Follow The Lord Fully
My favorite kind of lessons to put together are the ones that tell the story of a Bible character. Especially when the Scriptures use a phrase that is unique to that particular person. For instance, Abraham is the only character in the Bible who is called "the friend of God." David, and only David, is referred to as a "man after God’s own heart." These descriptions are meant to motivate us to identify the characteristics that are pleasing to God and then put them to use in our own lives as His people.
Caleb, who at times is overshadowed by his fellow spy, Joshua, is the only Bible character who is said to have "followed the Lord fully." Six times this description is assigned to him (Num. 14:24, 32:12; Deut. 1:36; Josh. 14:8,9,14). The very first time was when the 12 spies returned from viewing the land of Canaan. Ten men said that the cities were too secure, the people were too big, and the task was too overwhelming. Two spies viewed the situation from a higher perspective.
Caleb indeed "followed the Lord fully." What does that phrase mean? And how can we do the same as we make our way to the land sworn to the faithful?
By displaying a different spirit. That’s what God recognized about his servant (Num. 14:24). Caleb was outnumbered five-to-one when he spoke out against the other spies. But still he stood up and reminded the nation that if the Lord was with them, the other side would be their prey. And when "all the congregation said to stone them with stones" (Num. 14:10), he did not change his story. He displayed a different spirit, even when it was unpopular to do so.
You may have to be the person who takes a stand at the office or in the classroom for sure. But you may also have to do so in your own home and say, "We shouldn’t be watching this" or "We shouldn’t be talking about that." You may have to display a different spirit in this church and say, "This isn’t right" or "We don’t have authority for that." It’s how you follow the Lord fully.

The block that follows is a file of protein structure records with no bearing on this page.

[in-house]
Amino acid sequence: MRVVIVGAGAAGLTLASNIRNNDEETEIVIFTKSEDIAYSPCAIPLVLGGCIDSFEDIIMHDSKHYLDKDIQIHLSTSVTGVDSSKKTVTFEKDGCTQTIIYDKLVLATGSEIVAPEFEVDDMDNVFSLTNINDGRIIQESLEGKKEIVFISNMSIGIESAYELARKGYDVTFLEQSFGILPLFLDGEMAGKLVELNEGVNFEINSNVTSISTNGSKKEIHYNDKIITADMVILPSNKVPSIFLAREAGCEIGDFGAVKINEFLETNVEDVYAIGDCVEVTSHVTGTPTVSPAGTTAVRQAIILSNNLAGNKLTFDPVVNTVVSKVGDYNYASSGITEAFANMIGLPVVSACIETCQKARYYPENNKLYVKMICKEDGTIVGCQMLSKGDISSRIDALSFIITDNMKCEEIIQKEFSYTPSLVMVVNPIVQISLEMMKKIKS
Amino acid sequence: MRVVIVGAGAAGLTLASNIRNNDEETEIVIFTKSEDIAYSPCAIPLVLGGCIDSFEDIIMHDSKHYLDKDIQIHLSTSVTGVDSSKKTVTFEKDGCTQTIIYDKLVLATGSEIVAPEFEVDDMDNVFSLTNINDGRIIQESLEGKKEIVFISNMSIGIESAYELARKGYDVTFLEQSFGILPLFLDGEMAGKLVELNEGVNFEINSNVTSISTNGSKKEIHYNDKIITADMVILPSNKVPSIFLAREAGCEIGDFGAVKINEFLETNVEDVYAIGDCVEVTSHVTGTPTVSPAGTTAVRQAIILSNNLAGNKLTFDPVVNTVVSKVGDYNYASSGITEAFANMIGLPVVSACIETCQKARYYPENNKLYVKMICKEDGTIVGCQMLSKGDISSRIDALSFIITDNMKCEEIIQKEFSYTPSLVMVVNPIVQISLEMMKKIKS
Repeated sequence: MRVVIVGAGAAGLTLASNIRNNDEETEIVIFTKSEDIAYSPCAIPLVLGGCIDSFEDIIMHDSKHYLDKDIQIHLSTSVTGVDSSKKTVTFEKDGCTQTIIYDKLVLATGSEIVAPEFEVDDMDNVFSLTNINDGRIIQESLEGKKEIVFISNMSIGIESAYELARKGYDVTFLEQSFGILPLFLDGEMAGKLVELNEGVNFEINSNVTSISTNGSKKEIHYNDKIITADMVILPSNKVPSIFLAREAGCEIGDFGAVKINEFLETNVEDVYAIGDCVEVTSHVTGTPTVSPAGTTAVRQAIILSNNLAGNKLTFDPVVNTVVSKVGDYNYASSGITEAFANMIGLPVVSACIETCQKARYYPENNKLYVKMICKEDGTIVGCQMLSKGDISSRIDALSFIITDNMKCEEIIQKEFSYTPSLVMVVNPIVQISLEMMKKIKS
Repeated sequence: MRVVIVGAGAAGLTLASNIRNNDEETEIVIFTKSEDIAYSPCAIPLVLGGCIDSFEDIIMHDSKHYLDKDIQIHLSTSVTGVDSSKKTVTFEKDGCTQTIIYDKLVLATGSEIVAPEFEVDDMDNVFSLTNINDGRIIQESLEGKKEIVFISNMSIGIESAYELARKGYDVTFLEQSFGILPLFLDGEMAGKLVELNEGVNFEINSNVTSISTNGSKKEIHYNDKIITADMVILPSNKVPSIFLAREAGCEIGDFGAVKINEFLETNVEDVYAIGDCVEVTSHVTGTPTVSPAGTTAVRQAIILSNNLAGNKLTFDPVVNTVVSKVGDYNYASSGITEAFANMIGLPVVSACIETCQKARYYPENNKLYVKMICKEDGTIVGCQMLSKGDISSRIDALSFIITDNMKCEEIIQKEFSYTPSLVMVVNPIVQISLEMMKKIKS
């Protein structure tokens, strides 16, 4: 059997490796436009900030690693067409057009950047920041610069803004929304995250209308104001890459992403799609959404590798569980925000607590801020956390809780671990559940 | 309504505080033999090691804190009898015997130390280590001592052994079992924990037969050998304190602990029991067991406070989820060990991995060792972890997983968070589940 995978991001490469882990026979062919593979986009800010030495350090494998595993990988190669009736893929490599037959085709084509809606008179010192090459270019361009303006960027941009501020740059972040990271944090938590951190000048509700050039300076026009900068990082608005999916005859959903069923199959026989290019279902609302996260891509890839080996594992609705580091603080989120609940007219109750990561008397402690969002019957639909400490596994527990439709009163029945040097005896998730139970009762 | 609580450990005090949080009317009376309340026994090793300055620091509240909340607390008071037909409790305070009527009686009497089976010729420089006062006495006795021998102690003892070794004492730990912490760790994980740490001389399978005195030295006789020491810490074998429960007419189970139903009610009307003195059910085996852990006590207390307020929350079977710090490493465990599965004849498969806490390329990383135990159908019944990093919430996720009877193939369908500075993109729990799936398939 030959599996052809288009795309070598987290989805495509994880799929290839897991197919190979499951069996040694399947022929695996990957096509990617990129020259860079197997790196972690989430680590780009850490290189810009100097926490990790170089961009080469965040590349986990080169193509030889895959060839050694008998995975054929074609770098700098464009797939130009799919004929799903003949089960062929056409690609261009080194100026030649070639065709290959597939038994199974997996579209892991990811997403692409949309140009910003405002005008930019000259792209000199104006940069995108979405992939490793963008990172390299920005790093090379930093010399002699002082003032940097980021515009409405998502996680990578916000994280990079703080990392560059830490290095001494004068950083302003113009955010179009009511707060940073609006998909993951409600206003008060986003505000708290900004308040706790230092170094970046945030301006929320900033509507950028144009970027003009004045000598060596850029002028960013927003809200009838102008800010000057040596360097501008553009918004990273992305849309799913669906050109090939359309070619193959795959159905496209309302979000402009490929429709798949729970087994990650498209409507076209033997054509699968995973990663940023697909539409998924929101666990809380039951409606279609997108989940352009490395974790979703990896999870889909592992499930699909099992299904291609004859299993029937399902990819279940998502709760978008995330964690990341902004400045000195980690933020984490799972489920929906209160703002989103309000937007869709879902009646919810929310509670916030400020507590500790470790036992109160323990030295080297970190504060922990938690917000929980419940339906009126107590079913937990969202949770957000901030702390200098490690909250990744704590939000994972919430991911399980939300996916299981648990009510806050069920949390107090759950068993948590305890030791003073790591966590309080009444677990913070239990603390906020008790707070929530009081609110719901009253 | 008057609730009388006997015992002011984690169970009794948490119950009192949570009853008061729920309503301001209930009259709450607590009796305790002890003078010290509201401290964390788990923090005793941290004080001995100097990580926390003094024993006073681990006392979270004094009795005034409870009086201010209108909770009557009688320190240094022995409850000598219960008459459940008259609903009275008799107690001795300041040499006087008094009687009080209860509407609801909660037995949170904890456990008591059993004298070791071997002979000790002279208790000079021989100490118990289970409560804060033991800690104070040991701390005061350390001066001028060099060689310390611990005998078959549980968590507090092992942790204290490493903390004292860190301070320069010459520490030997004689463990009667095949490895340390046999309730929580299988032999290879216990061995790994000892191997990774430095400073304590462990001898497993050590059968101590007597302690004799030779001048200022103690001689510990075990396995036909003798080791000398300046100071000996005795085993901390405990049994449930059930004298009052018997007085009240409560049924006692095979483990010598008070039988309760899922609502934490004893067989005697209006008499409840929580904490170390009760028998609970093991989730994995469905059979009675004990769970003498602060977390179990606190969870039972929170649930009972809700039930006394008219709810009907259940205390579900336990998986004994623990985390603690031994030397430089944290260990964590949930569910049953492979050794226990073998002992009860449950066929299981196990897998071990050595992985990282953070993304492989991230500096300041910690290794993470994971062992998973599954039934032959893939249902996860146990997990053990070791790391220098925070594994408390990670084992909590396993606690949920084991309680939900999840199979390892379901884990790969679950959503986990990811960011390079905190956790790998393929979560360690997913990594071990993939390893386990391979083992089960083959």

By taking God at His word. "Surely you shall not come into the land in which I swore to settle you, except Caleb the son of Jephunneh and Joshua the son of Nun" (Num. 14:30). Because of their lack of faith, the Israelites were made to wander in the wilderness for 40 years, one year for every day they spied out the land. We learn at the beginning of Numbers that the men of Israel, 20 years old and up, were 603,500 strong (1:45; 2:32). Over the next 40 years, all but two of these men would die. On average, that’s 15,000 deaths per year or 40 funerals a day. Yet Caleb kept his faith in God that he would see the promised land. At the end of the wandering, he said to Joshua, "You know the word which the Lord spoke to Moses the man of God concerning you and me in Kadesh-barnea" (Josh. 14:6). Forty years had not diminished his faith in the promise of God.
How long are you prepared to wait on the Lord? When you think you’re all alone and that no one cares or understands what you’re going through, remember Heb. 13:5: "for He Himself has said, ‘I will never leave you, nor will I ever forsake you.’" When you feel like you can’t fight one more battle or start to wonder whether it’s worth it anymore, read 1 John 2:25: "This is the promise which He Himself made to us: eternal life." God said it. Follow Him fully and believe His word.
By finishing what you started. Caleb did not fade into the sunset. At 85 years old, he was not looking for a place in Canaan to retire and grow a garden. He was ready for war, to do what God intended for them 45 years earlier (Josh. 14:10-12). And he drove out the sons of Anakim, the very people the original spies said they could not defeat (Josh. 15:4). Following the Lord fully means following Him all the way through.
It is important to get started. It is just as essential to bring your work to its completion. We are still at war. We are still surrounded by worldliness that must be driven out. We cannot reach the point where we are satisfied with where we are. The crown of life is reserved for those who have "finished the course" (2 Tim. 4:6-8). Don’t just follow where He leads. Follow all the way.
The descendants of Caleb were later called "Calebites" (1 Sam. 25:3). Wouldn’t you like to be known as a follower of the man who followed the Lord fully? To do so is to march closer to our eternal rest.